Of the 72 samples, 9 (12.5%) were HBsAg-positive. Since we did not have epidemiological data about this population, it was not possible to compare HBsAg results with other demographic information. Of these nine samples, six were positive by nested PCR for the S fragment (416 bp) and among them, 4 also amplified the S/POL region (1306 bp).

To perform the phylogenetic analysis, the longest fragment available from each sample was sequenced and classified as subgenotype A1 (subtype adw2). Although the four samples from Frechal were grouped in the same cluster in the tree, it cannot be assumed that there was a founder effect in this community because this group is supported only with a low posterior probability (0.10) (Figure 2). Sequences were deposited in GenBank at accession numbers: HM772994 - HM772997.

thumbnailFigure 2. The maximum clade credibility (MCC) tree was estimated by Bayesian analysis of 320 S/POL sequences with 1306 bp of Hepatitis B virus strains. The posterior probabilities of the key nodes (internal nodes) are depicted above the respective nodes. Samples HBV/A1 obtained from Frechal (n = 4, red taxa) were analyzed together with other worldwide strains by Maximum Likelihood (ML) method (n = 134). The clusters containing the strains of others Afro-Brazilian communities previously reported are highlighted (Blue taxes). Genotype B (n = 19), genotype C (n = 20), genotype D (n = 24), genotype E (n = 7), genotype F (n = 25), genotype G (n = 4), genotype H (n = 6) and genotype I (n = 9) branches were collapsed. Also, the subgenotypes A2 (n = 52), A3, A4, and A5 (n = 10), A6 (n = 3) and A7 (n = 7) branches were collapsed.

Discussion

This is the first study that characterized HBV genotypes present in an isolated community from Maranhão state, Brazil. Since the genotype A1 has been reported as a common genotype in African and Brazilian populations [12,13,24-28], the four samples were compared with others previously reported sequences from Quilombos in Brazil [28] and Venezuela [29] and with sequences from Rio de Janeiro, as in this place there was a constant slave traffic from Africa that was most intense between 1795 to 1811 [30]. The subgenotype A1 sequences from Quilombos and Rio de Janeiro did not assemble in a single group in the tree. These results suggest the presence of the different A1 strains within the Quilombos populations. These variants may have come from Africa before these groups were created and actually the HBV/A1 strains continued to evolve in the Afro-descendent population after they came to Brazil.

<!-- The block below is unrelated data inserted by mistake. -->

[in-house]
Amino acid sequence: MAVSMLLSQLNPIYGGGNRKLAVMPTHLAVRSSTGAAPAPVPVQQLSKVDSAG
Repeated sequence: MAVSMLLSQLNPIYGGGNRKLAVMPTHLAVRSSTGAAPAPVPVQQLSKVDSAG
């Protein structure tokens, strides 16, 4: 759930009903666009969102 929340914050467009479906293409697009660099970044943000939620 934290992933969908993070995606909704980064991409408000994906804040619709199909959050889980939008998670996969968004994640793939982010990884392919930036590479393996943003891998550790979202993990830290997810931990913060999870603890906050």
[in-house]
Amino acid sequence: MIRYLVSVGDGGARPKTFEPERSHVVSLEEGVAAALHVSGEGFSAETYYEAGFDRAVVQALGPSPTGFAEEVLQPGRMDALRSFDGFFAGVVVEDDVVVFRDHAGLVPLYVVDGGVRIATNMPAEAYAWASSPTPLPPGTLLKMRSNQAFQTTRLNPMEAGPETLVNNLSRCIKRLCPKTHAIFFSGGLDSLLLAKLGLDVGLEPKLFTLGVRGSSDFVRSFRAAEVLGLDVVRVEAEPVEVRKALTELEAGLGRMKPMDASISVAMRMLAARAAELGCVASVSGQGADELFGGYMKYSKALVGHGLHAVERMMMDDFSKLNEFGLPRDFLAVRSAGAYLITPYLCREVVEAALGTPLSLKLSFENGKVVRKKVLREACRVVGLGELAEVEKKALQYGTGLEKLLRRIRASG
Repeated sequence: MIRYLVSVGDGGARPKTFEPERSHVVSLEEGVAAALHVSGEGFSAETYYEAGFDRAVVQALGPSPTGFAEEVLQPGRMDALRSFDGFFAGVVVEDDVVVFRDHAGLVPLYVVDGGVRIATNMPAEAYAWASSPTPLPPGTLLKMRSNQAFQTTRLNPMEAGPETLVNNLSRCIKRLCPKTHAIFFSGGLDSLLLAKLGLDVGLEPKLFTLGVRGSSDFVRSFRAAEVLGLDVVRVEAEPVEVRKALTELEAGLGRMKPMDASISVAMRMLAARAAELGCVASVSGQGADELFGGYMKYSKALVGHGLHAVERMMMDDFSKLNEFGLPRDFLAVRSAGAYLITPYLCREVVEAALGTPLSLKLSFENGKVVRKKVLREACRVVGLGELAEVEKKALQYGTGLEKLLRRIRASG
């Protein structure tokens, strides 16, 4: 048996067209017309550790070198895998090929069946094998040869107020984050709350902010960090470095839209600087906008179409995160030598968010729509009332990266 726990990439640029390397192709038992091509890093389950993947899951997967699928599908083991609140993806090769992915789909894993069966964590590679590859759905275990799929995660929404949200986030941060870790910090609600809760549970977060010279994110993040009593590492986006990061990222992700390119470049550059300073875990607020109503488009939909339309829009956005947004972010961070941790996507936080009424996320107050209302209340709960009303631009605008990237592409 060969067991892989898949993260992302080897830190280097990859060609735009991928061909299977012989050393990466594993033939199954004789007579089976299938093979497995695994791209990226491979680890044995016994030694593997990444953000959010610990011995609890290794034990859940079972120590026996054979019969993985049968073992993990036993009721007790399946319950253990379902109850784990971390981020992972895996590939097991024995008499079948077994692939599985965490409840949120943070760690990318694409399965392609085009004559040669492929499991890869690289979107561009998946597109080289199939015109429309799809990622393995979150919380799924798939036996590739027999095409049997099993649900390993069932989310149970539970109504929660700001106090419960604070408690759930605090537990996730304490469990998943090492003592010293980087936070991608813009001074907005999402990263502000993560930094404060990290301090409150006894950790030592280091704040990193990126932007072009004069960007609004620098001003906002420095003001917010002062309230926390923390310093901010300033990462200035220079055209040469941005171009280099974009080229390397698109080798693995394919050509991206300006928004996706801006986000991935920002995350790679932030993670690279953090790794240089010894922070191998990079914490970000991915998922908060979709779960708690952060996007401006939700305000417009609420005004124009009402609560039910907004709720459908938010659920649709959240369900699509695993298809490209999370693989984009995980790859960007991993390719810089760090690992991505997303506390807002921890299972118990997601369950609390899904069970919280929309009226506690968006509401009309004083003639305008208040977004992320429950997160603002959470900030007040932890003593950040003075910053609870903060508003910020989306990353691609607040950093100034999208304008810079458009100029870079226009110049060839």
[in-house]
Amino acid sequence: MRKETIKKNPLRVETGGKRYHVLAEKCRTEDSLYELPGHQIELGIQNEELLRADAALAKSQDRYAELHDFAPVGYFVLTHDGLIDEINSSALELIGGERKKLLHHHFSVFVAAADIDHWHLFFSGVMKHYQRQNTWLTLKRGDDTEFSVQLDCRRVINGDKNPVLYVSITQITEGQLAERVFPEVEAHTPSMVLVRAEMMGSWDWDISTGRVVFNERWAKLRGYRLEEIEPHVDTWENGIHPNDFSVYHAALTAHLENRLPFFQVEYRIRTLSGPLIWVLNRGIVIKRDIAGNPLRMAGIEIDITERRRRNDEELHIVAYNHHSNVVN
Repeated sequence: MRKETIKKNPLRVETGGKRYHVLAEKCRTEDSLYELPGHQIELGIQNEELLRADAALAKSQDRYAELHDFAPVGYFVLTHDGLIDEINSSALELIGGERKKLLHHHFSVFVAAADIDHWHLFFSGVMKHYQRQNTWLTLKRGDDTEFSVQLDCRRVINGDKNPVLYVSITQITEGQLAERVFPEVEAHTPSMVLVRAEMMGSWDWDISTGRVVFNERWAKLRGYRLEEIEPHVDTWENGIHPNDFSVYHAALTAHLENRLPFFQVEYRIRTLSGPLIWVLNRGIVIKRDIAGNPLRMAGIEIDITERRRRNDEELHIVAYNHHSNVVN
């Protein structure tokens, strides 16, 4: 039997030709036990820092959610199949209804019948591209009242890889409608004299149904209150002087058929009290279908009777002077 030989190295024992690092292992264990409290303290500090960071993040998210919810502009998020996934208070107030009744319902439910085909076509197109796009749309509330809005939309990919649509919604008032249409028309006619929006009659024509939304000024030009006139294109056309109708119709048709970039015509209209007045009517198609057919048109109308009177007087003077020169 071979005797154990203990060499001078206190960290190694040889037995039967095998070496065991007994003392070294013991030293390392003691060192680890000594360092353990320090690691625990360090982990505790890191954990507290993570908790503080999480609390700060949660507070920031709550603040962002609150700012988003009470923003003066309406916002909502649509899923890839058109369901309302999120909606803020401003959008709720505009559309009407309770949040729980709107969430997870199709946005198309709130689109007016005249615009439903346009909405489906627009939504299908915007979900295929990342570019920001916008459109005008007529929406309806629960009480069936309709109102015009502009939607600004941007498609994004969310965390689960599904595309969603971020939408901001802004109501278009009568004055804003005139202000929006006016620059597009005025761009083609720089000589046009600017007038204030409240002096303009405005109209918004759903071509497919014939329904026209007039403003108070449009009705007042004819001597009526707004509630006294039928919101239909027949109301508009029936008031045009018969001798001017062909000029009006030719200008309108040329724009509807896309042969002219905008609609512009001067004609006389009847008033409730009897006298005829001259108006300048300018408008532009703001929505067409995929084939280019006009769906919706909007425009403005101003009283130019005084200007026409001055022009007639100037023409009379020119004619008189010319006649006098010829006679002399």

A lot of Afro-descendants live in Bahia in Northeast Brazil. The geographic distributions of HBV genotypes have showed that genotype A (subtype adw2) is the most frequent in according to the ethnic background of the population [31]. It was reported a high prevalence of genotype A in Bahia but short-length sequences available prevented performing phylogenetic analysis together with the other ones analyzed in this study. Moreover, it is possible that different A1 variants have different African origin, as during the slave trade time, slaves from different countries from Africa were mixed on the boats and then were sold and distributed in different Brazilian regions [32].

We found that the three sequences from Afro-Venezuelan population [29] were classified as subgenotype A2 (Figure 3), which suggest different origin of HBV strains circulating in this population compared with African descendants in Brazil. Moreover, a specific polymorphism was found in HBV S region that distinguish subgenotypes A1 and A2 and it was agreed with HBV genotype A classification previously reported [33]. The synonymous substitutions at nucleotides in the third-positions: 201 nt (TCC → TCA) Serine [S]; 222 nt (CCC → CCA) Proline [P]; 324 nt (TCA → TCG) Serine [S]; 327 nt (TCT → TCC) Serine [S] and 462 nt (TAC → TAT) Tryptofan [W] were identified and they confirm the results of subgenotype classification (Figure 3).

thumbnailFigure 3. Multiple alignment of partial HBV/S gene (184 to 468 nt) comprising HBV/A1 sequences from Brazil, which are compared with other sequences of subgenotypes HBV/A2 to HBV/A6 previously reported. The five specific substitutions for subgenotype A1 are shown in the figure (blue squares)

Finally, we found a high frequency of HBsAg in the Frechal population (12.5%). Kalunga population, the largest Afro-Brazilian isolated community located in Goiás state, showed lower frequency for HBsAg (1.8% - 16/878). HBV subgenotype (A1) was also found in all the positive samples from Goiás [34].

Another study, with 1058 individuals living in12 different isolated Afro-descendant communities, was carried out in Mato Grosso do Sul state and showed that among 1058 individuals, 23 (2.2%) of them were HBsAg positive. The highest prevalence was detected in Furnas dos Dionisios community (42.4% to anti-HBc and 7.4% to HBsAg) and the overall prevalence for HBV infection was 19.8% [35]. Subgenotype A1 was the most frequent in this state, followed by subgenotype A2 and genotype D [28].